Center for Problem-Oriented Policing

Appendix A: Select Federal Forfeiture Laws

18 USC § 492: Forfeiture of counterfeit paraphernalia.

18 USC § 844: Forfeitures relating to explosive law violations.

18 USC § 924: Forfeitures relating to firearms violations.

18 USC § 1955: Forfeitures related to illegal gambling businesses.

18 USC Chapter 96: Racketeer Influenced and Corrupt Organizations (RICO).

18 USC § 1963: Criminal forfeitures under RICO.

18 USC § 2253: Criminal forfeiture provisions related to sexual exploitation and other abuse of children.

18 USC § 2254: Civil forfeiture provisions related to sexual exploitation and other abuse of children.

18 USC § 981: Civil forfeiture.

18 USC § 982: Criminal forfeiture.

19 USC § 1607: Forfeiture provisions for seizures valued $500,000 or less.

21 USC Chapter 13: Controlled Substances Act (CSA).

21 USC § 853: Criminal forfeiture under the CSA.

21 USC § 881: Forfeiture provisions under the CSA.

28 USC § 2461: Criminal forfeiture authority.

49 USC § 80303: Forfeitures of conveyances carrying contraband.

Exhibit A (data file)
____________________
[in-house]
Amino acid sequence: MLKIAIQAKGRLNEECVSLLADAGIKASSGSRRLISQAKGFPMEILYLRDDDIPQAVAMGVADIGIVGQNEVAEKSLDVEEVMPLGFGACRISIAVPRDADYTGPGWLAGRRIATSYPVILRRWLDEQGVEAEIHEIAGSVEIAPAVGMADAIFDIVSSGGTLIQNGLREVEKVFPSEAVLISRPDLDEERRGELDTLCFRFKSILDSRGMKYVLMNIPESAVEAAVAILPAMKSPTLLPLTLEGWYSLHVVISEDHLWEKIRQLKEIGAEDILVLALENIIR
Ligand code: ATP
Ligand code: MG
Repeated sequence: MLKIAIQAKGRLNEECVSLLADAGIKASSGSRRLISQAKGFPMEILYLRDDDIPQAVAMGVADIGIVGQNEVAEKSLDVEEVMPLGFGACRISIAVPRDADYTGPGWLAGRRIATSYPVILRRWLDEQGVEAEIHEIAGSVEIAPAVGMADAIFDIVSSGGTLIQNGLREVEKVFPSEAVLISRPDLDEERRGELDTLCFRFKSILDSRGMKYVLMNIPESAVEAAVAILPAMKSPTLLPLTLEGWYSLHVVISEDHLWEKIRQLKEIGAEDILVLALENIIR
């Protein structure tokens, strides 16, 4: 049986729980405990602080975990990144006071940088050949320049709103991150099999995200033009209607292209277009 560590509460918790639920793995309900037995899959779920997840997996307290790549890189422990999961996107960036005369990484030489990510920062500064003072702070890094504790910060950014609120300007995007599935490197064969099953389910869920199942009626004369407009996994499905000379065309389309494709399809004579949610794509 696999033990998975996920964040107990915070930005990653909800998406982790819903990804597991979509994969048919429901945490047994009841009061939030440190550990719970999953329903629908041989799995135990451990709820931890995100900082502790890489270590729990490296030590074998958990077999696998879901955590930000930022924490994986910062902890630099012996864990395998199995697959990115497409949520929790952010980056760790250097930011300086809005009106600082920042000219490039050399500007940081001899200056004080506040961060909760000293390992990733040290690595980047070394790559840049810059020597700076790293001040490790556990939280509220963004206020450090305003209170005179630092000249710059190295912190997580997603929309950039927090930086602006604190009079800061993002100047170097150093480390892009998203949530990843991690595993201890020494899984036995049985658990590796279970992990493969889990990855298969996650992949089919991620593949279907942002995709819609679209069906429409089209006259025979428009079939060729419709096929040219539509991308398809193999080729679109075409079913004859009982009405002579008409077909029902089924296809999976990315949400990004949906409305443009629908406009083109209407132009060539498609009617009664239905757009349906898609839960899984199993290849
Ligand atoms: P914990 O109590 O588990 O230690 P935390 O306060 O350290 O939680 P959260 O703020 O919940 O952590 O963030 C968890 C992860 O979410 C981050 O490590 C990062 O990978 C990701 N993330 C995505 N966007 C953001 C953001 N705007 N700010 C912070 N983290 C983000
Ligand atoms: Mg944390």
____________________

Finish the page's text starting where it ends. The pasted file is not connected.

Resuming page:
Appendix B: Disposition Statutes by State

Alabama

Ala. Code § 20-2-93 (e)

Alaska

Ak. Stat. §§ 17.30.112 & 17.30.122

Arizona

Ariz. Rev. Stat. Ann. § 13-4315

Arkansas

Ark. Code Ann. §§ 5-64-505 (h) & (i)

California

Cal. Health & Safety Code § 11489

Colorado

Colo. Rev. Stat. §16-13-311

Connecticut

Conn. Gen. Stat. § 54-36i

Delaware

Del. Code Ann. Title 16 §4784(f)

District of Columbia

D.C. Code Ann. § 48-905.02 (d)(4)

Florida

Fla. Stat. Ann. § 932-7055 (4)

Georgia

Ga. Code Ann. § 16-13-49 (u)(4)

Hawaii

Haw. Rev. Stat. § 712A-16 (2)

Idaho

Idaho Code §37-2744 (e)

Illinois

720 Ill. Comp. Stat. 550/12 (g)

Indiana

Ind. Code Ann. § 34-24-1-6

Iowa

Iowa Code Ann. § 809A.17

Kansas

Kan. Stat. Ann. § 60-4117

Kentucky

Ky. Rev. Stat. Ann § 218A.435

Louisiana

La. Rev. Stat. Ann. § 40:2616

Maine

Me. Rev. Stat. Ann Title 15 ch. 517, § 5822

Maryland

Md. Ann. Code Art. § 12-403

Massachusetts

Mass. Ann. Laws ch. 94C, § 47 (d)

Michigan

Mich. Comp. Laws § 333.7524

Minnesota

Minn. Stat. Ann. § 609.5315

Mississippi

Miss. Code Ann. § 41-29-181

Missouri

Mo. Ann. Stat. § 513.623

Montana

Mont. Code Ann. § 44-12-206

Nebraska

Neb. Rev. Stat § 28-1439.02

Nevada

Nev. Rev. Stat. §§ 179.118 & 179.1187

New Hampshire

N.H. Rev. Stat. Ann. § 318-B:17-b (V)(a)

New Jersey

N.J. Stat. Ann § 2C:64-6

New Mexico

N.M. Code Ann. § 31-27-7A

New York

N.Y.C.P.L.R. § 1349 (2)(e-h)

North Carolina

N.C. Gen. Stat § 90-112 (d)

North Dakota